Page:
Embracing the Ryan Plan
The other conservative response is to move even more sharply to the right - which Romney has also done, as noted above. His embrace of the Ryan Plan, for example, not only commits Romney to privatising Medicare and Social Security, while giving trillions in new tax breaks to millionaires. It would also lock in eventual federal spending levels that would take us back to the 1920s - long before we took on the role of global military power, much less a modern welfare state.
Yet, even now, mainstream media in the US is incapable of seeing and naming what is going on. One major reason is that they themselves have long since stopped caring about truth in the realm of politics. If two sides disagree, both are reported, he-said/she-said style, without any hint that one or both may be lying six ways from Sunday. The media and its defenders call this "balanced". To call one side a liar would be "biased", to call them both liars would be "cynical", if not unthinkable.
There may still be all manner of concern over getting detailed facts right in stories about this or that issue - and thank goodness for that. But as soon as politicians step into the picture, all that matters is quoting them accurately, not whether what they say is true.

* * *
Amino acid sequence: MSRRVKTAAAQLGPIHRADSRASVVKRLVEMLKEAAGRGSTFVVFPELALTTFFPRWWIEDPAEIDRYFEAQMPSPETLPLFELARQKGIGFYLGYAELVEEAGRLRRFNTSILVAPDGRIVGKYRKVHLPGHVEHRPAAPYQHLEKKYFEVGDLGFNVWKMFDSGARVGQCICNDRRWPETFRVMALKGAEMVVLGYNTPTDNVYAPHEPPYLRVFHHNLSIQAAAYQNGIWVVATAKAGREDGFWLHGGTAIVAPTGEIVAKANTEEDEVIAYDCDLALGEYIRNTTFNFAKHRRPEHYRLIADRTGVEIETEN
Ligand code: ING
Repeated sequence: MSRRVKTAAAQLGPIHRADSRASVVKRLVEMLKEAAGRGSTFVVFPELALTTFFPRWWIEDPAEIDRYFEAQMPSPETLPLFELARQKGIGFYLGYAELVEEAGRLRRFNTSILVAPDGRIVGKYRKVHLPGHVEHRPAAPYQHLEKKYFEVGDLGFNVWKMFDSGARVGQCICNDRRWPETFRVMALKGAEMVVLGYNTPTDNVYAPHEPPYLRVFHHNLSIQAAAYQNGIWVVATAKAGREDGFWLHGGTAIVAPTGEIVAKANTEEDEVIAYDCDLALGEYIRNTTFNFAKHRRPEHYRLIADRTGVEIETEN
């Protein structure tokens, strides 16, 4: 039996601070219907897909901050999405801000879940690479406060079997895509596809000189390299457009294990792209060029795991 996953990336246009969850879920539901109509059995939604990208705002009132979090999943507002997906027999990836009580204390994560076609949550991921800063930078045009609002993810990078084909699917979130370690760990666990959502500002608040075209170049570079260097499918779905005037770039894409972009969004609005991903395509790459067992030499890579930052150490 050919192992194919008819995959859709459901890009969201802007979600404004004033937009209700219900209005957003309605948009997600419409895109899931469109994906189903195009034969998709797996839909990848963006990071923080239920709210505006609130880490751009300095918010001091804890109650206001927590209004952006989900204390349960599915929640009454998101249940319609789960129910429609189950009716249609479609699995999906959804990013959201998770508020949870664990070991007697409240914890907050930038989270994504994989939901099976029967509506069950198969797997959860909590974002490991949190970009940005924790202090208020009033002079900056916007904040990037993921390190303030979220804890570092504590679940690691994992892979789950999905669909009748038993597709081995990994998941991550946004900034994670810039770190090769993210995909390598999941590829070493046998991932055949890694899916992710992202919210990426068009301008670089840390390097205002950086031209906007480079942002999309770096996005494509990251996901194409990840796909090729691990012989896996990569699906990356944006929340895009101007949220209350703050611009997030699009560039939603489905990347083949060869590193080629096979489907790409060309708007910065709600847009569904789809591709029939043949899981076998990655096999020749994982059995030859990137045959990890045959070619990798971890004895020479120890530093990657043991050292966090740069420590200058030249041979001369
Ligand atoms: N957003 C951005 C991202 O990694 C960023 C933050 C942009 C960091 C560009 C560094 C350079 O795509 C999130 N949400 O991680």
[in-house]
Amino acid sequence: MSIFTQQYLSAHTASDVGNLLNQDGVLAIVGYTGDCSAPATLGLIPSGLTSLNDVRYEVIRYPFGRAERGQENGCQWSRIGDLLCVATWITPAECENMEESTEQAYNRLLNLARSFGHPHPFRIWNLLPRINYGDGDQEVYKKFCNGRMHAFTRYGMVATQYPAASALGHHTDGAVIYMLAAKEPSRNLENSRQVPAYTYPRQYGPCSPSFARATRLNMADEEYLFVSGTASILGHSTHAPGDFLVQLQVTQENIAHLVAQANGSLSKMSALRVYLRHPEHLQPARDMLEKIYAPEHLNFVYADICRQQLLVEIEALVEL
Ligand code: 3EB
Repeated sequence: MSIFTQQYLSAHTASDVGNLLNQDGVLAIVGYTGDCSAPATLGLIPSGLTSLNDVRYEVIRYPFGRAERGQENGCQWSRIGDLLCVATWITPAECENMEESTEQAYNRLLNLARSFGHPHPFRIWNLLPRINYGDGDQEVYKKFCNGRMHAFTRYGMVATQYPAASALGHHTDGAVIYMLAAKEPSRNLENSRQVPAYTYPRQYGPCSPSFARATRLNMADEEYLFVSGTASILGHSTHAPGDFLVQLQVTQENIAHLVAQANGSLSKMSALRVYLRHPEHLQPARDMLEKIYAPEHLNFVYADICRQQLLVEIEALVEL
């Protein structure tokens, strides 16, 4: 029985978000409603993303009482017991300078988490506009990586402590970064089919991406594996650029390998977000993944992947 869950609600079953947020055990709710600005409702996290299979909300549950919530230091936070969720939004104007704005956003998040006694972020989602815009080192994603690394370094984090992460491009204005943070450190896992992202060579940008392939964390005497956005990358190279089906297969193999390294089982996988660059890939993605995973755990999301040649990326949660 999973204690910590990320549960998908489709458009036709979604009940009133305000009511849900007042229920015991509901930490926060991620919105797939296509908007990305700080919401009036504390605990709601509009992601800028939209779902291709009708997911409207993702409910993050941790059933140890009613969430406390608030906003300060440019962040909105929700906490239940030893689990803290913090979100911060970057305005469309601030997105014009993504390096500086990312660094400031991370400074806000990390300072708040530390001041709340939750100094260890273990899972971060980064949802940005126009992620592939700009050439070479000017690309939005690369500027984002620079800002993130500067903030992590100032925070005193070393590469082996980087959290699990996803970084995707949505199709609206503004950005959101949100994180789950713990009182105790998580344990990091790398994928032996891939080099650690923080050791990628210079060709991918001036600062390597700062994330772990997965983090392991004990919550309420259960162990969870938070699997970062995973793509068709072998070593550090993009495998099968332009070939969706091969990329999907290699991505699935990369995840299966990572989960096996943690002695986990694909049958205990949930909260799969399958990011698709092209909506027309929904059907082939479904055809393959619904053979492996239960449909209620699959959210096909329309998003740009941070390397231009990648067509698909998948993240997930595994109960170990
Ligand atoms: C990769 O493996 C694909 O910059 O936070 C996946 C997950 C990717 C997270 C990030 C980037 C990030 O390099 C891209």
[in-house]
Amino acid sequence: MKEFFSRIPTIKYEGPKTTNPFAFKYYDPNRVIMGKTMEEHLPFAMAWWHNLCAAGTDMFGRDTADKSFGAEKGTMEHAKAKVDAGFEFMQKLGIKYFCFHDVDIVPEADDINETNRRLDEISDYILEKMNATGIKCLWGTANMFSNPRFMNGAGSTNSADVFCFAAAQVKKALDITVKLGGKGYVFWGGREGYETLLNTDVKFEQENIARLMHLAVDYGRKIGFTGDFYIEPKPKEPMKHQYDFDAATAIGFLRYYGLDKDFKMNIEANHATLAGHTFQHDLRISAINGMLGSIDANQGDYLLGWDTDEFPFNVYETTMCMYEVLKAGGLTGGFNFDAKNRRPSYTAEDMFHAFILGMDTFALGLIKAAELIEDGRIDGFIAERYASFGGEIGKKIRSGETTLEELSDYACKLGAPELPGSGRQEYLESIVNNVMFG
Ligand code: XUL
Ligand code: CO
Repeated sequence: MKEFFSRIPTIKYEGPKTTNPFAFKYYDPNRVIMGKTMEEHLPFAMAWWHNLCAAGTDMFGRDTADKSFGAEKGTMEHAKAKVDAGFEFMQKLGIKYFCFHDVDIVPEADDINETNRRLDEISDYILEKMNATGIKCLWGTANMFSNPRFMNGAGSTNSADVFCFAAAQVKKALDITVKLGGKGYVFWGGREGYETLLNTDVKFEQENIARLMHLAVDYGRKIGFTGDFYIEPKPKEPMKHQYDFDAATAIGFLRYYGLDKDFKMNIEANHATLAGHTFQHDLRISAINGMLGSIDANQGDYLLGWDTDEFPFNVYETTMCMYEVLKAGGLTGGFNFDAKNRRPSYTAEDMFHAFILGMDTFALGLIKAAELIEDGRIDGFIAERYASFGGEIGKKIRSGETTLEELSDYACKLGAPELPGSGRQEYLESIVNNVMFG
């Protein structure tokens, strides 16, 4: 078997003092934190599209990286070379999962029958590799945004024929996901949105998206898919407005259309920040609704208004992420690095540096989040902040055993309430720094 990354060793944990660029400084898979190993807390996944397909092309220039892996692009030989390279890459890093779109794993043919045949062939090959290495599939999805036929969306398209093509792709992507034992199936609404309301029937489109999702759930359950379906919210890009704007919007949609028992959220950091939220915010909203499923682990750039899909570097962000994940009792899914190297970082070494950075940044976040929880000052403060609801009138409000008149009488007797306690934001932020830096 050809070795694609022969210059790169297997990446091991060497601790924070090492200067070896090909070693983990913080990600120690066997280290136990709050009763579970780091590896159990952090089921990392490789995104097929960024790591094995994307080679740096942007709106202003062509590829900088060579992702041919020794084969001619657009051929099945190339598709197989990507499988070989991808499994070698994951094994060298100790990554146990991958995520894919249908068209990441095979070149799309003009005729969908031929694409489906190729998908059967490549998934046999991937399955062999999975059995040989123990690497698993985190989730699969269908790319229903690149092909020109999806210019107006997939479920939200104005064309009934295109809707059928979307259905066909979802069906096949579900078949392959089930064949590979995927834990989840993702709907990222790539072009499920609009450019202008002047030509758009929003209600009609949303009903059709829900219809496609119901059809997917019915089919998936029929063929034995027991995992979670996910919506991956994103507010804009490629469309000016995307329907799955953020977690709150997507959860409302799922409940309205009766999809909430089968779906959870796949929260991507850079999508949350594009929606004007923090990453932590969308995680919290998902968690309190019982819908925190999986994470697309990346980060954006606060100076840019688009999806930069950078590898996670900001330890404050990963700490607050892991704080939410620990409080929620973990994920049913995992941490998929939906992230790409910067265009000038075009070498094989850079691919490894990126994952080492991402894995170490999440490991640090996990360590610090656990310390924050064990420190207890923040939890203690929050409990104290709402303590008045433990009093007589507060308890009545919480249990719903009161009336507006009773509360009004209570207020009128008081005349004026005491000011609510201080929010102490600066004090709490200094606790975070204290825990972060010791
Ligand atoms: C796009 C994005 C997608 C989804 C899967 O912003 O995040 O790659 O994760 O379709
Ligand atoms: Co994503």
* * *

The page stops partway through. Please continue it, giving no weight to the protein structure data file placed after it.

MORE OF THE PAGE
This disdain for truth when it matters most - when it applies to those who would be king - is exactly the opposite of what it pretends to be: rather than favouring no one, so that truth may flourish, it favours those most willing to lie, giving them a consistent strategic advantage over those who care about facts. Which is why and how the mainstream media has helped sow the seeds of its own ongoing destruction.
This de facto empowering of right-wing propaganda was part of the point I made recently in "Breaking ranks: The sidelining of two establishment giants", my column about the new book by Thomas E Mann and Norman J Ornstein - It's even worse than it looks: How the American constitutional system collided with the new politics of extremism - and how it's been studiously ignored by the political establishment.
By religiously following this see-no-evil practice, the US mainstream media are incapable of seeing what's going on right before their eyes, even as Romney's top media men openly declare war on them.
Paul Rosenberg is the senior editor of Random Lengths News, a bi-weekly alternative community newspaper.
The views expressed in this article are the author's own and do not necessarily reflect Al Jazeera's editorial policy.